Vancouver Sun

Will the B.C. NDP step up to protect old-growth forests?


Re: Old-growth forest activists to appeal B.C. court injunction against blockades

The recent narrative playing out in the media is a familiar one: jobs vs. forests and a “war in the woods.”

And yet, no one is saying forestry jobs aren't important. No one wants the last giant cedar to fall.

What's also familiar is a B.C. NDP government once again struggling to implement the recommenda­tions of another independen­t review of our old growth management.

The Old Growth Strategic Review “A New Future for our Forests,” was submitted to government one year ago in recognitio­n of diminishin­g timber supplies, ecosystems at risk and the loss of biodiversi­ty. The review provides a clear path toward a new type of forest management developed in collaborat­ion with Indigenous government­s. Its recommenda­tions focus on ecosystem health while supporting workers and communitie­s.

Roughly 20 years ago, I was very lucky to spend my summer exploring some of the finest stands of our west coast ancient forests as a marbled murrelet researcher. Around the same time, the B.C. government wrestled with implementi­ng the recommenda­tions of the 1992 Old Growth Strategy for B.C., which it never did in full.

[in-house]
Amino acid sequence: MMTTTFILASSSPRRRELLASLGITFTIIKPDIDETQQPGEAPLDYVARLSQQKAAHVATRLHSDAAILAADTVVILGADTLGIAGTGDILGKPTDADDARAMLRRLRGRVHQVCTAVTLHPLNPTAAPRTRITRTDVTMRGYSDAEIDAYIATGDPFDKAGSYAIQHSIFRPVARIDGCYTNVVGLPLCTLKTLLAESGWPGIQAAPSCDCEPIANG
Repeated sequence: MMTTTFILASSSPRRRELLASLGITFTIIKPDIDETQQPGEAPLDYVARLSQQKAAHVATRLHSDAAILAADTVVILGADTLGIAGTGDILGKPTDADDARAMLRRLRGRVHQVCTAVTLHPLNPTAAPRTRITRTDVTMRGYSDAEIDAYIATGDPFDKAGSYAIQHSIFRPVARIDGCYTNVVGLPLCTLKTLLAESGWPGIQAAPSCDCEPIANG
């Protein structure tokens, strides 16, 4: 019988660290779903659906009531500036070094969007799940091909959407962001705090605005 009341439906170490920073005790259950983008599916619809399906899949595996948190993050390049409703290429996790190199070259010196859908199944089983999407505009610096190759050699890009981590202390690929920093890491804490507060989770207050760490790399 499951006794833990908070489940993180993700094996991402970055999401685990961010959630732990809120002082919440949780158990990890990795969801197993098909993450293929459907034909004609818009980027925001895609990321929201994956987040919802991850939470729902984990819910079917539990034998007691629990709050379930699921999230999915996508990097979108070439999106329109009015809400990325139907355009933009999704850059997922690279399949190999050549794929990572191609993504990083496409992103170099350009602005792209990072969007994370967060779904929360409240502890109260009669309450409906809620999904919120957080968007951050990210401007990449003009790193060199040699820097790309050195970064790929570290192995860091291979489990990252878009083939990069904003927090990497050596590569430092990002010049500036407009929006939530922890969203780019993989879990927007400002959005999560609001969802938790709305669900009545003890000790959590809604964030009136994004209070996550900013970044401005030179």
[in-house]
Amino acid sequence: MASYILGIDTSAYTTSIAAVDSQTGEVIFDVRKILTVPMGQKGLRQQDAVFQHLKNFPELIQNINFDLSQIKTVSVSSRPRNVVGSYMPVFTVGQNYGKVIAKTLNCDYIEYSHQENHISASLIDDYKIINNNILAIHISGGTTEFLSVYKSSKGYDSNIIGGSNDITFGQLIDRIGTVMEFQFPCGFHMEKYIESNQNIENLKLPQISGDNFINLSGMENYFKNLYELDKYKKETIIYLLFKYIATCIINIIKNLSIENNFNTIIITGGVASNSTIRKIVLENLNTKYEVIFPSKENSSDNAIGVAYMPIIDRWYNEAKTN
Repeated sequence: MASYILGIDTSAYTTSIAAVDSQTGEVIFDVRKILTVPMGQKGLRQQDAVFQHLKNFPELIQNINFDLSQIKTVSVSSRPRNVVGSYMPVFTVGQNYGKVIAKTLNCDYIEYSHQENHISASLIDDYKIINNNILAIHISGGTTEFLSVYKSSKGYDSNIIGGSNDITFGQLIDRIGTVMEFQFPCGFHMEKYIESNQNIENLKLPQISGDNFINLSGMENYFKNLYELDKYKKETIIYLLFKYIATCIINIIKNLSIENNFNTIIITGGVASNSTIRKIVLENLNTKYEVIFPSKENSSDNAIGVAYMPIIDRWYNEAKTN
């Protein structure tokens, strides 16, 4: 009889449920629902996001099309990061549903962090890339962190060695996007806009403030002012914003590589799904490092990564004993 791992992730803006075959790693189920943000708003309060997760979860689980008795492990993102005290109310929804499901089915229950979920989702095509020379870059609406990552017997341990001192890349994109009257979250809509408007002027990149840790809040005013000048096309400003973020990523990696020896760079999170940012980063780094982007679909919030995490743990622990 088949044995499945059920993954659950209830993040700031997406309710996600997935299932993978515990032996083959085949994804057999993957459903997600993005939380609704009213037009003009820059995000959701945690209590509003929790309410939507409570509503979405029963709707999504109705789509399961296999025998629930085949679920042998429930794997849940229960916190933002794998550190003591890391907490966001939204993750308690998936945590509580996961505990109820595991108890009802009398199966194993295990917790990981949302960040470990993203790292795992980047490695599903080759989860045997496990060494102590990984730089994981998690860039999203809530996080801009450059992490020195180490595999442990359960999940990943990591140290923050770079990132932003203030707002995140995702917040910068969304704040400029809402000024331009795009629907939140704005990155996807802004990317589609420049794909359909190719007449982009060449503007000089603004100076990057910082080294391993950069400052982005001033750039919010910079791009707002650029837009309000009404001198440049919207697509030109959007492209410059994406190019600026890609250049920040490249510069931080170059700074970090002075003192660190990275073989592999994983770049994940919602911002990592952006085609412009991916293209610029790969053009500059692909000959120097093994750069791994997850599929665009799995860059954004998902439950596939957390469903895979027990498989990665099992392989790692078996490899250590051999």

Had the government done so then, it is likely history would not be repeating itself.

What's different now is that we don't have another 20 years to talk and log. B.C.'s ancient forests are now much smaller, more fragmented, and continue to be at risk of being harvested despite their heightened value as we face the twin crises of biodiversi­ty loss and climate change.

The solution? Implement the review's recommenda­tions and resolve these long-standing challenges for good. But these recommenda­tions will take time to implement.

While we navigate another COVID-19 circuit breaker, the logging of our ancient forests needs one of its own.

The review calls for immediate action to “defer developmen­t in old forests where ecosystems are at very high and near-term risk of irreversib­le biodiversi­ty loss.” This is our last chance to chart a new course for forest management in B.C. — there won't be a third opportunit­y to do so.

British Columbians are seeking leadership on this issue. The game plan is in place. Will the B.C. NDP rise to the challenge and implement the recommenda­tions that conserve high productivi­ty ancient forests? The outcomes are reformed forest management and a province that is more ecological­ly, socially, and economical­ly resilient.

Jennifer Grant, Saanich

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